2007-06-05

    In native reaction centers (RCs) from photosynthetic purple bacteria the primary quinone (QA) and the secondary quinone (QB) are interconnected via a specific His-Fe-His bridge. In Rhodobacter sphaeroides RCs the C4=O carbonyl of QA forms a very strong hydrogen bond with the protonated Npi of His M219, and the Ntau of this residue is in turn coordinated to the non-heme iron atom. The second carbonyl of QA is engaged in a much weaker hydrogen bond with the backbone N-H of Ala M260. In previous work, a Trp side chain was introduced by site-directed mutagenesis at the M260 position in the RC of Rb. sphaeroides, resulting in a complex that is completely devoid of QA and therefore nonfunctional. A photochemically competent derivative of the AM260W mutant was isolated that contains a Cys side chain at the M260 position (denoted AM260(W-->C)). In the present work, the interactions between the carbonyl groups of QA and the protein in the AM260(W-->C) suppressor mutant have been characterized by light-induced FTIR difference spectroscopy of the photoreduction of QA. The QA-/QA difference spectrum demonstrates that the strong interaction between the C4=O carbonyl of QA and His M219 is lost in the mutant, and the coupled CO and CC modes of the QA- semiquinone are also strongly perturbed. In parallel, a band assigned to the perturbation of the C5-Ntau mode of His M219 upon QA- formation in the native RC is lacking in the spectrum of the mutant. Furthermore, a positive band between 2900 and 2400 cm-1 that is related to protons fluctuating within a network of highly polarizable hydrogen bonds in the native RC is reduced in amplitude in the mutant. On the other hand, the QB-/QB FTIR difference spectrum is essentially the same as for the native RC. The kinetics of electron transfer from QA- to QB were measured by the flash-induced absorption changes at 780 nm. Compared to native RCs the absorption transients are slowed by a factor of about 2 for both the slow phase (in the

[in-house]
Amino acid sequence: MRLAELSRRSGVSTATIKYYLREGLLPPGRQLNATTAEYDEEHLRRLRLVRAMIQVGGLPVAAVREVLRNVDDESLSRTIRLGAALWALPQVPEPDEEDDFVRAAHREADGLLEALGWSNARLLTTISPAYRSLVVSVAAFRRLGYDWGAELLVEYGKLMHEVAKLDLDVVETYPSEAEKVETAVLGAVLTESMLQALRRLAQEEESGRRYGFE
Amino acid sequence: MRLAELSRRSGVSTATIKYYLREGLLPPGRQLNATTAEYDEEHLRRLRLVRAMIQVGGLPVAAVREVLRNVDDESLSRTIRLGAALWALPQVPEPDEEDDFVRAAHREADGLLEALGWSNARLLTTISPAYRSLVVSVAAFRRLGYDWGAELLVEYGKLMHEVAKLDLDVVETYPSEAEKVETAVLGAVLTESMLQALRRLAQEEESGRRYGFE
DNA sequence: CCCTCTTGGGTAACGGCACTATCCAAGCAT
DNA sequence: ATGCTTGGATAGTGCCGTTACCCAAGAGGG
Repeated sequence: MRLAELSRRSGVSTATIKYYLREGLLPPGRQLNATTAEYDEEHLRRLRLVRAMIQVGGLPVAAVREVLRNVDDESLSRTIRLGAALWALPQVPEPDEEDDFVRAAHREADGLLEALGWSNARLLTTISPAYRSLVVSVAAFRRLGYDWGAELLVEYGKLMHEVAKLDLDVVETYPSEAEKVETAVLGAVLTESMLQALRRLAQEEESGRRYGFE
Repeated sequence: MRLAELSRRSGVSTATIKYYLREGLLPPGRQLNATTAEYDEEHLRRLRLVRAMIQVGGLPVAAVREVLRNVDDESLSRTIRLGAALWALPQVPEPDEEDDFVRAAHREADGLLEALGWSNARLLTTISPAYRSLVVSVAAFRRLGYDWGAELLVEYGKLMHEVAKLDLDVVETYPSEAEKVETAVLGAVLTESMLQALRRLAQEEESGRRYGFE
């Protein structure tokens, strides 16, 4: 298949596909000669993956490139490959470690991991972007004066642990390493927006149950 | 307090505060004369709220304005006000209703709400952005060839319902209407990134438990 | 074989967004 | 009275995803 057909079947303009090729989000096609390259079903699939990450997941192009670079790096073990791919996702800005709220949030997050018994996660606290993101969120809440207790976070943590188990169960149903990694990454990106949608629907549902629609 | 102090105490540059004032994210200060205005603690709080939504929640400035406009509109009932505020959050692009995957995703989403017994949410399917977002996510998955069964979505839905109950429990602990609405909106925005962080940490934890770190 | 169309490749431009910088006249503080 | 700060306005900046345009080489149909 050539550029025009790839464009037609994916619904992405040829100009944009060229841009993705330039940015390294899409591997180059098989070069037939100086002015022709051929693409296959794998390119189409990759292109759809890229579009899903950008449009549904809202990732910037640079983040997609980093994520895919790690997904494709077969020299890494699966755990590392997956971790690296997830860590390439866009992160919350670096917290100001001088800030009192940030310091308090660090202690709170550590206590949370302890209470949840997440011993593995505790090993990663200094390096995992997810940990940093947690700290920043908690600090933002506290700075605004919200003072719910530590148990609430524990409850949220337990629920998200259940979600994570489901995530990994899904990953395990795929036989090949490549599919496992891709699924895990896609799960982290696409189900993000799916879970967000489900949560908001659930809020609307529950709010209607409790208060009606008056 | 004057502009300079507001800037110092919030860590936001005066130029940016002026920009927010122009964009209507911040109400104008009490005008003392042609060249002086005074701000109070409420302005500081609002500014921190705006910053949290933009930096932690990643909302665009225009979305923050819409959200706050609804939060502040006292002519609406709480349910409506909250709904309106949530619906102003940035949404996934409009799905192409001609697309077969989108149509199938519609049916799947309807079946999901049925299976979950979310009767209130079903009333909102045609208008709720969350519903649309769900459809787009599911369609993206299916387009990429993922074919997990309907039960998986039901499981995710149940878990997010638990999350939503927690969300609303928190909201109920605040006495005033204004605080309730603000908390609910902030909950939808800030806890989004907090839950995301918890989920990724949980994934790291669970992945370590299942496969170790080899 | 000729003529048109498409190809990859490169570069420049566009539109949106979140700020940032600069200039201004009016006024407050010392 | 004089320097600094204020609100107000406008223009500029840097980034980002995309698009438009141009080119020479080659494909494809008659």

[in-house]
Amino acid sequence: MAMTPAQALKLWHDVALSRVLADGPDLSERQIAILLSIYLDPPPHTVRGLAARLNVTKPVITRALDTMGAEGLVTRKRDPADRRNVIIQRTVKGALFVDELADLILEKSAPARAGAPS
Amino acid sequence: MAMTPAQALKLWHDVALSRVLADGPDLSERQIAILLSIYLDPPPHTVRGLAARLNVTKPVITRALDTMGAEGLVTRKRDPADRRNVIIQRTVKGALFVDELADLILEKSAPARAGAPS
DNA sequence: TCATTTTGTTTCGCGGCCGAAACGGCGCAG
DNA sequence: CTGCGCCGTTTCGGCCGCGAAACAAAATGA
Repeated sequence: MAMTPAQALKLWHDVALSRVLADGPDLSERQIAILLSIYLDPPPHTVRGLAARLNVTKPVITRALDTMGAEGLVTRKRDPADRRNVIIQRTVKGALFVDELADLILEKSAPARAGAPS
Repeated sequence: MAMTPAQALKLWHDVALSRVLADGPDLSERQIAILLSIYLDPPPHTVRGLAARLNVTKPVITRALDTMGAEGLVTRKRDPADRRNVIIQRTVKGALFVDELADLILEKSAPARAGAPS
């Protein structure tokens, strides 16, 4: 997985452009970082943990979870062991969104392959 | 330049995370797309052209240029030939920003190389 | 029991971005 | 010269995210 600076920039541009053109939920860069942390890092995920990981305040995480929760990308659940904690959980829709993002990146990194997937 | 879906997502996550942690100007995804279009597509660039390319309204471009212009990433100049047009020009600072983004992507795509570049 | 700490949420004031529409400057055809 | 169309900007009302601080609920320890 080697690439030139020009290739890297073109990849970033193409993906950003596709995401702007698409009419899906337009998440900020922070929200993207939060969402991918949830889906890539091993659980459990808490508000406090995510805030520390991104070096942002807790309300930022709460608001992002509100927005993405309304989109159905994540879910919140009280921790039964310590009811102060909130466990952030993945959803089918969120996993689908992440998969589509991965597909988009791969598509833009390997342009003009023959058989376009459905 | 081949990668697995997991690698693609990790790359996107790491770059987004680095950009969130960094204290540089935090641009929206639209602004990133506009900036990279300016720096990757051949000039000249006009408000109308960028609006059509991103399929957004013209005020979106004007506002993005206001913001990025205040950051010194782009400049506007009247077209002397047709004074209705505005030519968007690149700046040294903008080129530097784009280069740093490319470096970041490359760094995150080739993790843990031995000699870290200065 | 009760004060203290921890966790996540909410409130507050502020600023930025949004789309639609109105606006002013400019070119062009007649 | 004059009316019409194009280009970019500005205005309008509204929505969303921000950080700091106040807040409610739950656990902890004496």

20. Reaction product imaging

    Energy Technology Data Exchange (ETDEWEB)

    Chandler, D.W. [Sandia National Laboratories, Livermore, CA (United States)

    1993-12-01

    Over the past few years the author has investigated the photochemistry of small molecules using the photofragment imaging technique. Bond energies, spectroscopy of radicals, dissociation dynamics and branching ratios are examples of information obtained by this technique. Along with extending the technique to the study of bimolecular reactions, efforts to make the technique as quantitative as possible have been the focus of the research effort. To this end, the author has measured the bond energy of the C-H bond in acetylene, branching ratios in the dissociation of HI, the energetics of CH{sub 3}Br, CD{sub 3}Br, C{sub 2}H{sub 5}Br and C{sub 2}H{sub 5}OBr dissociation, and the alignment of the CD{sub 3} fragment from CD{sub 3}I photolysis. In an effort to extend the technique to bimolecular reactions the author has studied the reaction of H with HI and the isotopic exchange reaction between H and D{sub 2}.

  1. Single-Molecule Analysis for RISC Assembly and Target Cleavage.

    Science.gov (United States)

    Sasaki, Hiroshi M; Tadakuma, Hisashi; Tomari, Yukihide

    2018-01-01

    RNA-induced silencing complex (RISC) is a small RNA-protein complex that mediates silencing of complementary target RNAs. Biochemistry has been successfully used to characterize the molecular mechanism of RISC assembly and function for nearly two decades. However, further dissection of intermediate states during the reactions has been warranted to fill in the gaps in our understanding of RNA silencing mechanisms. Single-molecule analysis with total internal reflection fluorescence (TIRF) microscopy is a powerful imaging-based approach to interrogate complex formation and dynamics at the individual molecule level with high sensitivity. Combining this technique with our recently established in vitro reconstitution system of fly Ago2-RISC, we have developed a single-molecule observation system for RISC assembly. In this chapter, we summarize the detailed protocol for single-molecule analysis of chaperone-assisted assembly of fly Ago2-RISC as well as its target cleavage reaction.

  2. Application of a small molecule radiopharmaceutical concept to improve kinetics

    International Nuclear Information System (INIS)

    Jeong, Jae Min

    2016-01-01